BELARUS: Orthodox complain of KGB intimidation at village funeral

The KGB secret police in Pruzhany District, close to the border with Poland, has tried to stop an Orthodox priest from leading a funeral in the local village of Ruzhany, the priest, Fr Ioann Grudnitsky, told Forum 18 News Service on 16 September. “They’re starting to meddle in believers’ affairs again.” Yet Leonid Moskalevich, who heads Ruzhany Village Council (Brest Region), denied to Forum 18 that this was the case on 17 September: “It wasn’t like that at all.”

In Belarus, religious activity not sanctioned by the state is subject to prosecution under Soviet-era provisions of the Administrative Violations Code. Yuri Kravchuk, a Baptist pastor in the north-western regional centre of Grodno, is the latest to be fined.

After displaying a document from Pruzhany District KGB prohibiting Fr Ioann from conducting the funeral of Ruzhany parishioner Nina Levizarovich on 23 July, Moskalevich and a local police officer remained for the service’s duration at the village cemetery, Fr Ioann told Forum 18. While the state representatives did not stop the funeral from going ahead, said the priest, they refused to give him a copy of the KGB instruction.

Fr Ioann Grudnitsky belongs to the Russian Orthodox Church Abroad Provisional Supreme Church Authority, a body of Russian Orthodox Church Abroad (ROCA) members who refused to support the May 2007 reunification of their church with the Russian Orthodox Church (Moscow Patriarchate).

The authorities in Belarus do not permit any Orthodox body to function outside the Moscow Patriarchate (see F18News 6 November 2003 The ROCA Provisional Supreme Church Authority’s website states that its seven parishes in Belarus do not hold services. Orthodox believers who belong to the Moscow Patriarchate have also experienced harassment by the authorities (see F18News 12 May 2008

Ruzhany parishioners are “indignant” that Moskalevich, the village council chairman, threatened Fr Ioann with the KGB secret police instruction forbidding him to conduct the funeral. Before her death, Levizarovich had specifically requested that Fr Ioann lead her funeral, they point out in an open letter to President Aleksandr Lukashenko published on the Russian religious affairs website Portal-Credo on 10 September.

“After working our whole lives in factories and on collective farms, sacrificing our health and receiving a tiny pension, we’ve reached a point where we have to ask permission from the local KGB secret police to organise a funeral!” the parishioners exclaim in disbelief. “The local KGB has no right whatsoever to interfere in the life of the church – first and foremost they should shed tears of repentance on behalf of their Chekist predecessors who swam in human blood.”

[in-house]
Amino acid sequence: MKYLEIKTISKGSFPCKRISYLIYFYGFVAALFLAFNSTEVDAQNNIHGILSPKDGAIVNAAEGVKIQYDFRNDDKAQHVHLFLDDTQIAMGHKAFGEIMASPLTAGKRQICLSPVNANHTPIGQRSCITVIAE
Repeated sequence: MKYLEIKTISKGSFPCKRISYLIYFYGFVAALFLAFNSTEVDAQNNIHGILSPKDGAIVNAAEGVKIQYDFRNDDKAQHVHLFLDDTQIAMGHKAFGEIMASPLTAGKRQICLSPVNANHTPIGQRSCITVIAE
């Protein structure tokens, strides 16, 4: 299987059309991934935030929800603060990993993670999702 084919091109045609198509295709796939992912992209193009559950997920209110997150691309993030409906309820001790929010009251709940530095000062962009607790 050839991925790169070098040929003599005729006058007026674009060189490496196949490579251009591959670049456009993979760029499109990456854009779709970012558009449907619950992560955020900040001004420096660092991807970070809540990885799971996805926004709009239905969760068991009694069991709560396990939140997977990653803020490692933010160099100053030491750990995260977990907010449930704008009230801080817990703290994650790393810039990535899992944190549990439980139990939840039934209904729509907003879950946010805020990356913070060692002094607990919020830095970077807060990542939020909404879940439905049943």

The Belarusian KGB – which has not changed its name since Soviet times – has made no attempt to distance itself from its Soviet past. It proudly traces its history back to the first Soviet secret police, the Cheka, which was founded by Felix Dzerzhinsky.

In the 1920s “Chekists stood shoulder to shoulder with the entire Belarusian people in resolving the most difficult and pressing economic and social tasks before them,” the KGB’s official website maintains, before claiming that the organisation was actually a victim of Stalin’s purges in the 1930s: “23,000 Chekists were repressed – the very best professionals, moreover, Dzerzhinsky’s comrades, outstanding people with rich and sensitive souls, selflessly serving the Motherland and fighting for a bright future for their country.”

Moskalevich, the chairman of Ruzhany Village Council, insisted to Forum 18 on 17 September that the document he had shown Fr Ioann Grudnitsky was not from the KGB secret police, but simply confirmation of the fact that Fr Ioann was conducting the funeral. Stressing that he and a local police officer had not taken any measures against Fr Ioann, Moskalevich then explained that they had drawn up the document at the request of the village council. Asked if this was because Fr Ioann’s Ruzhany parish of SS Sophia and her Three Daughters, Faith, Hope and Charity is unregistered, Moskalevich responded that the funeral had taken place at the request of Nina Levizarovich’s daughter and did not therefore qualify as an illegal religious gathering in his view.

Under Belarus’ restrictive 2002 Religion Law, which was strongly backed by the Belarusian Orthodox Church (Moscow Patriarchate), state registration is compulsory for all religious communities and unregistered religious activity is illegal – against international human rights standards.

Due to this law, Fr Ioann Grudnitsky was fined a total of 4,080,000 Belarusian Roubles (12,106 Norwegian Kroner, 1,555 Euros or 1,825 US Dollars) for celebrating the Orthodox liturgy without state permission on three occasions in 2005 in private homes in Ruzhany village. A parishioner, 65-year-old Liliya Yukhnovskaya, was also fined 72,000 Belarusian Roubles (214 Norwegian Kroner, 27 Euros or 32 US Dollars) for making her home available for a fourth service (see F18News 9 November 2005

Fr Ioann told Forum 18 that he has not been fined since 2005 – but no longer conducts home worship in Ruzhany. In their recent open letter, the Ruzhany parishioners point out that they did not receive any response to a state registration application submitted in that year. “According to the Constitution, every person in the Republic of Belarus is free in belief, religion and its practice,” they complain. “Why are we deprived of this right?”